The following is the account of the pro- Grace here—and to express our most sincere ceedings which took place in reference to hope that your Grace's life may be prolongMr. Bernard's letter, and of the deputation ed many years to excite the admiration and which waited on the Duke of Wellington, gratitude of every Englishman. extracted from the Cambridge Chronicle :- 'Whilst we thus avail ourselves of the op

portunity afforded us of paying our unani“ADDRESS TO THE DUKE OF WELLINGTON.

mous respects to your Grace, we hope An anxiety having been expressed by a that we may be permitted to allude for a considerable number of the farmers of this moment to our condition as Farmers : the county to present an address to the Duke of whole of our rent, tithes, and taxes are Wellington, a deputation waited upon him now paid out of our fast diminishing capifor the purpose on Wednesday. The pro- tals, instead of out of the profits which such cession, which left the Red Lion inn about capitals and our own industry ought to reeleven o'clock, had a very imposing appear- turn: the Government takes no notice of ance, it extending the whole length of the our petitions, and unless the Conservative Great Court at Trinity College, at the lodge Aristocracy of the kingdom, of which we of which they were received by his Grace. look upon your Grace as the leader, espouse

“Mr. Thurnall, the President of the Cam- our cause, we shall be irretrievably ruined. bridgeshire and Isle of Ely Farmers' Asso- With a view to explain our situation, we ciation, addressed the Duke to the following humbly take the liberty to present to your effect :- My Lord Duke,—The Farmers of Grace a copy of a letter from Mr. Bernard, Cambridgeshire have felt it impossible to al- of King's College, addressed to the Editor of low your Grace to enter their county town, the Agricultural Magazine, which appears without expressing the gratification they to us of the utmost importance: that letter, feel at seeing your Grace, for that purpose we firmly believe, clearly shows the true it is that we now wait upon you. In the cause of the distress in which we are in address which has been prepared to present volved. to your Grace upon this occasion, we have · We do not now venture to ask your been unable to avoid alluding to our dis. Grace's opinion of that letter : we wish you tressed condition as farmers ; it is indeed to enjoy the festivities of the University deplorable ; but we are assured that in your undisturbed so long as you remain amongst Grace we have a friend who can feel for our us, but we do entertain a hope that, when situation, and would willingly relieve it. I your Grace shall have returned to London, will not detain your Grace with any further Mr. Bernard's letter will have the honour of observations, but, with your Grace's per- your Grace's perusal, and that we may have the satisfaction of finding that its views as 140 of the most considerable occupiers in to the cause of our suffering, meet your the county. Grace's approbation.

“The reception which the deputation met "We cannot conclude this short address with was a most gratifying one ;-the frank, without again expressing our fervent hope cordial and sincere tone in which the Duke for the prolonged life and continued happi- addressed them, is spoken of in the highest ness of your Grace.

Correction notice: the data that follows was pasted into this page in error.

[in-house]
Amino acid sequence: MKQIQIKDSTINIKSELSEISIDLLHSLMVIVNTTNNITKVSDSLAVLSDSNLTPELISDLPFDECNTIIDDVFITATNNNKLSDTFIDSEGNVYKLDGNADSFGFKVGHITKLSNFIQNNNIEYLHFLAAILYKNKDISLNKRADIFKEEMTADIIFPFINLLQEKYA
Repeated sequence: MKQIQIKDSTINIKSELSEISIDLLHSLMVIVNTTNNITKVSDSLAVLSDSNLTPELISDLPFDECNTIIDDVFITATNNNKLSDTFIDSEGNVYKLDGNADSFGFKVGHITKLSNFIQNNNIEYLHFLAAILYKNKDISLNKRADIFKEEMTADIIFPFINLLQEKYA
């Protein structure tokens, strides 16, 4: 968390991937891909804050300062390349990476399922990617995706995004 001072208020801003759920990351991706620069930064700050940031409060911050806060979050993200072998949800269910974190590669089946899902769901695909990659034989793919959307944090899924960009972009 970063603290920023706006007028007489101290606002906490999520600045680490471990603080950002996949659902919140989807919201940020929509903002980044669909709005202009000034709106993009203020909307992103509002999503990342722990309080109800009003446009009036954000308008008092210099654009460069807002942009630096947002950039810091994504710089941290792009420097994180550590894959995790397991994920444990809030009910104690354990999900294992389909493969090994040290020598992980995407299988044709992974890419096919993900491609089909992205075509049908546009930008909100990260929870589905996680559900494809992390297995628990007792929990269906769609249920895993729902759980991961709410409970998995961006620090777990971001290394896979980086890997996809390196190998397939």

terms by every individual who was present “ To which, as nearly as we could catch, on the occasion. his Grace replied:

“ It being understood that Mr. Bernard 'Gentlemen-When on my entrance into was in Cambridge, it was resolved to invite the town, I was so unexpectedly met by a him to meet a party of the deputation to numerous body of the farmers and yeomanry dine at the Red Lion. That gentleman ac. of the county, I was much gratified indeed cepted the invitation, and about 70 assemby the display of friendly disposition towards bled to meet him; Mr. Thurnall in the chair. myself, but this additional manifestation of The afternoon passed off altogether in the your good wishes does indeed surprise and most satisfactory manner.” gratify me. With regard to the distress This letter of Mr. Bernard's to the Editor existing among those concerned in agricul- of this Magazine, alluded to in the address ture, and prevalent indeed amongst others to the Duke, it will be recollected, traced of similar professions in his Majesty's domi- the present and long-continued distress of nions, I sincerely deplore it. The interest the country, and of the farmers in partiof agriculture, however, is that upon which cular, to Mr. Peel's currency bill of 1819. not the happiness of this country, but that It shewed how that bill was passed, as it of every other mainly depends; and you were, in the dark; how little sensible the may rely, that if Mr. Bernard's letter al- country was of the effects it was about to luded to in your address, and to which I will produce; how dogged our rulers had been pay every attention, suggests anything, or in resisting all enquiry into its effects; and anything occurs to myself which I think will how impossible it was to relieve the distress promote its prosperity, be assured it will be without going to the cause of it, which was undertaken to the utmost of my ability. this currency bill. Mr. Bernard is perfectly Gentlemen, I again repeat to you the sense right here: farmers may whimper and whine I have of the cordial good feeling manifested as long as they please about Guernsey, Jer. towards me by your escorting me into Cam- sey, and Irish importations about the malt bridge, and not the less so for the address tax, and so forth : but if they really expect which you have now presented to me, and to be relieved; if they really wish even to for which I offer you my very sincere ac- appear to desire to be emancipated from knowledgments.